Millions of tools lying idle in hundreds of thousands of basements and garages is just too obviously wasteful and a library an equally obvious way to put them into “circulation.” So people continue to donate tools and the founders of each tool library continue to wrangle money out of wherever to keep their operation afloat while the media builds up their story, their user group/memberships grow and those who can help figure out how. In time, patient persistence will pay off in stable revenue streams, some combination of multi-year government funding, corporate sponsors, private donors and user fees.
OneAccessSpace is somewhat different. It is not just a great social enterprise idea but addresses a pressing social and health issue. Tool libraries aren’t indispensable but OneAccessSpace could be. People affected by cancer are often in critical situations, requiring supports of all kinds, not only medical.
“When you look at the full impact of cancer, loss of practical supports, loss of employment, financial security impacted, it becomes pretty scary. And often people are too unwell to do much to about “fixing” things and land in the realm of living under the poverty line.
This happened to me, this happens all of the time. But this crisis is rarely talked about and slow at getting addressed.
Thankfully, waves are starting happen with studies being released and the beginning of some media attention
Unfortunately, with the increase of cancer diagnosis rate, I don’t see this getting better.
People are going to need help. They need help now. And I want to help…and can!
My project focuses on linking people to needed practical supports, which most often are free.
OneAccessSpace is driven by cancer survivors and those who support us. It is my hope that OAS will get to a place where we can pay people for working on the project as we grow our community. There will be many opportunities for this and a plethora of passion and skills to cultivate within the cancer survivor community. Working with OAS, and often this will mean within a modified capacity because of recovering from illness, will enable people affected by cancer who have lost employment and financial stability cobble together some income amidst all the loss and chaos.
The model lends itself to true social purpose enterprise….lifting vulnerable people up.”
Connecting person to cause
Kim reveals compelling underlying reasons that we can all relate to more personally, failures or gaps in support networks that make things worse just when the going gets toughest. No one these days has not been touched by cancer. I relate personally because a friend of mine died of cancer this year. She had managed to keep it at bay, despite all odds, for eight years through a revolving carousel of treatments. Finally the options were exhausted and her body couldn’t cope with the last treatment. For most of the eight years, she was able to work and needed to because the financial support she had was meager. But as she grew more frail, she wasn’t able to work, so on top of the stress of illness, she had to worry about paying the rent and putting food on the table for herself and her 16-year old son.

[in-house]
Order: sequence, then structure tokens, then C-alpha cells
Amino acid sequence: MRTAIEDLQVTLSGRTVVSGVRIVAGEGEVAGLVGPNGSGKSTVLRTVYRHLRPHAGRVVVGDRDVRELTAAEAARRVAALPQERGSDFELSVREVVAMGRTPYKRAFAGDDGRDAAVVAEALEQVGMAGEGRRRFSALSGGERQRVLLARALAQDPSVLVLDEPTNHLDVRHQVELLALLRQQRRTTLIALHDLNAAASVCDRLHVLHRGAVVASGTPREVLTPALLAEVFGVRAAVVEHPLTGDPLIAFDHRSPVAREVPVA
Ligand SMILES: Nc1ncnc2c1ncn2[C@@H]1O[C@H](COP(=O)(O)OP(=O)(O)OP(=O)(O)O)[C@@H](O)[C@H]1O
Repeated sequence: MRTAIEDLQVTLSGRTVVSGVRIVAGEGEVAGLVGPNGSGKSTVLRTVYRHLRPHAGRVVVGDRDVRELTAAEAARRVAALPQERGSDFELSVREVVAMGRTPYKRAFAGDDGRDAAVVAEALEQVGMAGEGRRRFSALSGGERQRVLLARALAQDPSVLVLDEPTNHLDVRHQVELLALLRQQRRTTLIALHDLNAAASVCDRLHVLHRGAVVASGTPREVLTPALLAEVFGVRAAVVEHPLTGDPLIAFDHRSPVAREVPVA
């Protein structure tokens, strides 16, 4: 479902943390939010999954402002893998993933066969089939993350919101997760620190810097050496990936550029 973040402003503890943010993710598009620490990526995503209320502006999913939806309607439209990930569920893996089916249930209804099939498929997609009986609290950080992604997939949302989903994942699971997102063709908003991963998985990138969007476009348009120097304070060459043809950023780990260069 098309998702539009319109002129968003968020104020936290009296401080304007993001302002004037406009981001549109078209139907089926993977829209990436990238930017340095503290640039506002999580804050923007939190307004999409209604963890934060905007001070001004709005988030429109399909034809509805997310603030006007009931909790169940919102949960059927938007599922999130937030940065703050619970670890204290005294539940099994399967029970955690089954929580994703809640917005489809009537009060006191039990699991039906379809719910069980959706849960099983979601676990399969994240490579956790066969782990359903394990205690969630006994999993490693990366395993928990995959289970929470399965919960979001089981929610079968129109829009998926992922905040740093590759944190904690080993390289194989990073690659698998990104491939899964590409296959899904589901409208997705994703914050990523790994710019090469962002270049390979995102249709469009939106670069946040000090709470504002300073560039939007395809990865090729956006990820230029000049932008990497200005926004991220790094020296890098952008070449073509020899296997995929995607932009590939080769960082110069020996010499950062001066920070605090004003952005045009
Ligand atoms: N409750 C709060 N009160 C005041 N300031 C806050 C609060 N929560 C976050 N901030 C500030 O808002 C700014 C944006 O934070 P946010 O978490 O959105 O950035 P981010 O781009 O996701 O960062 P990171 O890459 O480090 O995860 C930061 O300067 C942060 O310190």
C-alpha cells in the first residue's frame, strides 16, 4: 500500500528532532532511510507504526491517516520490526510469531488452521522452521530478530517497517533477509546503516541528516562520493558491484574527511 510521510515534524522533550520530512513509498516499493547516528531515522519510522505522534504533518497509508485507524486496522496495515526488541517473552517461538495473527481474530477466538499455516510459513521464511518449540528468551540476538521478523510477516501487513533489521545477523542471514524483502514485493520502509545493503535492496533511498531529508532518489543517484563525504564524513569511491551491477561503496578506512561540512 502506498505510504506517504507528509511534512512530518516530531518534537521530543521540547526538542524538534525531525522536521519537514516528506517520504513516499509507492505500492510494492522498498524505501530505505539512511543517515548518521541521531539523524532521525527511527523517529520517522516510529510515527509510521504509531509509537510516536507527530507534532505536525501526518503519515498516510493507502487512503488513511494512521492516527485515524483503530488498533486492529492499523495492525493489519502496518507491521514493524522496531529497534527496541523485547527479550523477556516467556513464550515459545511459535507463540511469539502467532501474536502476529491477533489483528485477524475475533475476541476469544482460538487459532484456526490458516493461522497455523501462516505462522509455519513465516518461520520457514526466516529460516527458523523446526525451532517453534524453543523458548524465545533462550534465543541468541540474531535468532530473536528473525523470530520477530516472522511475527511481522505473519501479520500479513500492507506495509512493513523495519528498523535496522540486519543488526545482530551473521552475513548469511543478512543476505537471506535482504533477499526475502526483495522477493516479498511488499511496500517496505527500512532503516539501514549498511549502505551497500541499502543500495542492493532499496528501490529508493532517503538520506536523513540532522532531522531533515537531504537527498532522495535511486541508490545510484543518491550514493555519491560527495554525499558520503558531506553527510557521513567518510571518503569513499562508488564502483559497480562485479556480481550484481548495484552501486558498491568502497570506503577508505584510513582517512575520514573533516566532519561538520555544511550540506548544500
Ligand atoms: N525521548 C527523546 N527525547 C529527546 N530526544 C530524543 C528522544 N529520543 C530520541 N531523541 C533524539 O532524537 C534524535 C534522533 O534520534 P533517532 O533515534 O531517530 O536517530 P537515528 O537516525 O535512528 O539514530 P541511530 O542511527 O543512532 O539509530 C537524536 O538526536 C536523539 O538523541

I’m sure my friend Marta would have loved OneAccessSpace and, as an accomplished documentary script writer, researcher and editor, would have been a keen and valued contributor. OneAccessSpace would have helped her through her participation to find support as support became both more critical and elusive.
OneAccessSpace is a cause worth supporting. It’s too early to know how it will all work but Kim has the skills and experience to figure it out and the patient persistence any social enterprise requires. Building something that introduces new ways of doing things isn’t easy, especially in areas like health where we would rather assume “the system” is the best it can be and will look after everything. It requires continuous effort, enormous emotional investment but also practical, financial support, just like the very people OneAccessSpace is striving to support.
OneAccessSpace is an online initiative that fostering empowerment by facilitating knowledge, supports and communities amongst people affected by cancer.
OneAccessSpace is a first-stop online resource that helps people affected by cancer connect to the support they need while helping us realize our own capacity.
By culling information on services and resources across all cancer communities, OneAccessSpace serves as a first access point to springboard further action.
The components that make up OneAccessSpace are:
• A searchable database of supports and resources across all cancer communities
• A community sharing space which includes articles written by cancer survivors, our support people and wellness professionals showcasing healing-based strategies and experiences.
• An engagement listing which includes special events, educational, volunteer and advocacy opportunities
• OneAccessSpace can be used as a model in other communities with people affected by cancer managing their own local operations
The spirit of OneAccessSpace is proactive community engagement guided by compassion and care.